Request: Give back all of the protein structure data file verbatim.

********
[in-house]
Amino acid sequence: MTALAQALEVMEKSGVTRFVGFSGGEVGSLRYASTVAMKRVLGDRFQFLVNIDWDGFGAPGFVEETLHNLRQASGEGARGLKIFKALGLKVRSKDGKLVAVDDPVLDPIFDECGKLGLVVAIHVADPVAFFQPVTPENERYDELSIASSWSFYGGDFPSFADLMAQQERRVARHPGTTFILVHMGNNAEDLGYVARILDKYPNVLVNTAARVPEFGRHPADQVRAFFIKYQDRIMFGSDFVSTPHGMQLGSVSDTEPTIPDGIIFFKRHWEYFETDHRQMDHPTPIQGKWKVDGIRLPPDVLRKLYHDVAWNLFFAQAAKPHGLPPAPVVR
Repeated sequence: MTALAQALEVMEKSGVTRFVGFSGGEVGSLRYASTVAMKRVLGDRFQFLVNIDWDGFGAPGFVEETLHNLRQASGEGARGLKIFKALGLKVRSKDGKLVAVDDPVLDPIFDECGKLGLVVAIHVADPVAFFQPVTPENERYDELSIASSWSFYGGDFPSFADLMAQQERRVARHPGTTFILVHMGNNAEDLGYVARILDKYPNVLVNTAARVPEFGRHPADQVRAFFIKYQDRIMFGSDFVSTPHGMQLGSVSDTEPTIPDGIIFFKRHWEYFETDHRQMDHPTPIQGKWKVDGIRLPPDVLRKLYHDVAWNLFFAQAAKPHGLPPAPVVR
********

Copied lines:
[in-house]
Amino acid sequence: MTALAQALEVMEKSGVTRFVGFSGGEVGSLRYASTVAMKRVLGDRFQFLVNIDWDGFGAPGFVEETLHNLRQASGEGARGLKIFKALGLKVRSKDGKLVAVDDPVLDPIFDECGKLGLVVAIHVADPVAFFQPVTPENERYDELSIASSWSFYGGDFPSFADLMAQQERRVARHPGTTFILVHMGNNAEDLGYVARILDKYPNVLVNTAARVPEFGRHPADQVRAFFIKYQDRIMFGSDFVSTPHGMQLGSVSDTEPTIPDGIIFFKRHWEYFETDHRQMDHPTPIQGKWKVDGIRLPPDVLRKLYHDVAWNLFFAQAAKPHGLPPAPVVR
Repeated sequence: MTALAQALEVMEKSGVTRFVGFSGGEVGSLRYASTVAMKRVLGDRFQFLVNIDWDGFGAPGFVEETLHNLRQASGEGARGLKIFKALGLKVRSKDGKLVAVDDPVLDPIFDECGKLGLVVAIHVADPVAFFQPVTPENERYDELSIASSWSFYGGDFPSFADLMAQQERRVARHPGTTFILVHMGNNAEDLGYVARILDKYPNVLVNTAARVPEFGRHPADQVRAFFIKYQDRIMFGSDFVSTPHGMQLGSVSDTEPTIPDGIIFFKRHWEYFETDHRQMDHPTPIQGKWKVDGIRLPPDVLRKLYHDVAWNLFFAQAAKPHGLPPAPVVR